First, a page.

I wanted to help people, in the only way I knew how, to bring their business life whether that was online or in print. If I couldn’t be a florist/wedding planner/photographer/cupcake maker (what can I say, I’ve always been ambitious), then I could jolly well work with these people and write about their worlds as they don’t always have the time or skills to do so sufficiently.
I set up a lifestyle blog (Prosecco and Pie) in my spare time with the sole aim of showcasing local businesses and promoting their products/services to people my age and older. It started out very simply; every weekend I’d try somewhere new for lunch or grab a coffee at a new nearby café whilst walking my dogs. Slowly but surely my blog posts mounted up and I began getting requests to blog for businesses, attend local events and review restaurants. What began as a hobby suddenly turned into a business without me even realising.
My next steps involved writing as much as I can for as many people as I could to not only prove to the world that I can do what I do, but to myself too. The initial fear of giving up a monthly wage was quickly outweighed by breaking away from the 9-5 routine. I could go anywhere, work anywhere (as long as I had my laptop and wi-fi) and call trips to pretty market towns and food festivals research.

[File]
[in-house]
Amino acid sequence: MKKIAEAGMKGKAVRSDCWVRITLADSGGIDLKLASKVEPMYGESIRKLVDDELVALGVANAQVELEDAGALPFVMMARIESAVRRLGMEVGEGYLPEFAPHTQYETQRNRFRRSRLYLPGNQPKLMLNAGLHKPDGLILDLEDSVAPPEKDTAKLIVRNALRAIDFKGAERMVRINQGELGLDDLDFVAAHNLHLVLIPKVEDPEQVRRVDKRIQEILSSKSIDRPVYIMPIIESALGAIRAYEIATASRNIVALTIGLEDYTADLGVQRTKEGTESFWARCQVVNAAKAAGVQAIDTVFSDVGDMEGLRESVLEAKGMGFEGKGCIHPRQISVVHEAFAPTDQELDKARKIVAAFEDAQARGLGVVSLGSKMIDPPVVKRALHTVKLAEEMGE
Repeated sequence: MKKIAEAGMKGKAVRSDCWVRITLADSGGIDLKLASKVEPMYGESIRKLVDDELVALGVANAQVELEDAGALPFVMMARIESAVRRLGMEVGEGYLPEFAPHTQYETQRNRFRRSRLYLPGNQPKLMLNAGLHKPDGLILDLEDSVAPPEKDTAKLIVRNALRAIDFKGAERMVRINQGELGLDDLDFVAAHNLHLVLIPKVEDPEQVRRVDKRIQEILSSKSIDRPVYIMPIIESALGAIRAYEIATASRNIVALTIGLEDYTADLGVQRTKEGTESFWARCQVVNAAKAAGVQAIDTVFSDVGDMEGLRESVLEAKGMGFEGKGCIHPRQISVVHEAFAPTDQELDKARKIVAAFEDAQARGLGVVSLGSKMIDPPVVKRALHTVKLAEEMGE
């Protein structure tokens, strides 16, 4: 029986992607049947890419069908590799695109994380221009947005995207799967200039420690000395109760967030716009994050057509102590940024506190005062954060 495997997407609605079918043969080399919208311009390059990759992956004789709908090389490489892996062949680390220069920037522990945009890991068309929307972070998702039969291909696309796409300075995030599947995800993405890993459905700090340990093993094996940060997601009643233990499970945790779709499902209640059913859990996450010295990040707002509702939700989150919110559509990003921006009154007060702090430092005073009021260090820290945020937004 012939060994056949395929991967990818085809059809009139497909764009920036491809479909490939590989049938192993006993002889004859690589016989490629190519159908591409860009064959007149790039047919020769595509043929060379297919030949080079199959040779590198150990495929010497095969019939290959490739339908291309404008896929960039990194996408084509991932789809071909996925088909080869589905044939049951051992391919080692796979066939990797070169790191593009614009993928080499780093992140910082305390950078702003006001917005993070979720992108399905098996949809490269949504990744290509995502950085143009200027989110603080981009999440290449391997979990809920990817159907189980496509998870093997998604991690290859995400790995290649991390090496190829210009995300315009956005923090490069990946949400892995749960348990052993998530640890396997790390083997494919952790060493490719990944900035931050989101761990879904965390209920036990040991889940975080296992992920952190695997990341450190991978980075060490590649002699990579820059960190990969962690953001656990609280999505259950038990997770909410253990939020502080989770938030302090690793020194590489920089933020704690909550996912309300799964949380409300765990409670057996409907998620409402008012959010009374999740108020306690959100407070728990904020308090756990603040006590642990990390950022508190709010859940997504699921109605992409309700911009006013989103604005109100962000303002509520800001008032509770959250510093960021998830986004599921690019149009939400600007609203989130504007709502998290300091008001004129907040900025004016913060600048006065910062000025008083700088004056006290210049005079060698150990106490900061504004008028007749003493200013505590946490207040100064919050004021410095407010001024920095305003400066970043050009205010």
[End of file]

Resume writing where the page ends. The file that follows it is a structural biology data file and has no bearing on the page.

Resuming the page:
Fast forward a year and I finally know who I am, what I want to be and exactly how I can get there. I’ve gained the confidence to pitch ideas to PR companies and marketing departments, to approach companies and ask for work, and best of all build a portfolio of clients and customer testimonials which will hopefully help me continue to do what I love for a long time to come.
Just like before, my buzz comes from the comments my clients make when they read what I’ve written for them, or when they see an increase in followers thanks to my social media marketing or blog-led strategies.
The only difference is nowadays it’s these little things that go a long way in reassuring me that actually, I can do this. As long as business owners want an extra pair of hands or are looking for someone with a knowledge in copywriting, social media, marketing and PR then I can continue to help people and write for a living.
What’s next for me?
* By Christmas, I hope to be officially set up as self-employed with a steady stream of clients. Together, we’ll learn something new from each other and help encourage people to support local businesses and invest in the local economy
* I’d love to become a Business Mentor and share my skills, knowledge and experience that could potentially help and support other business owners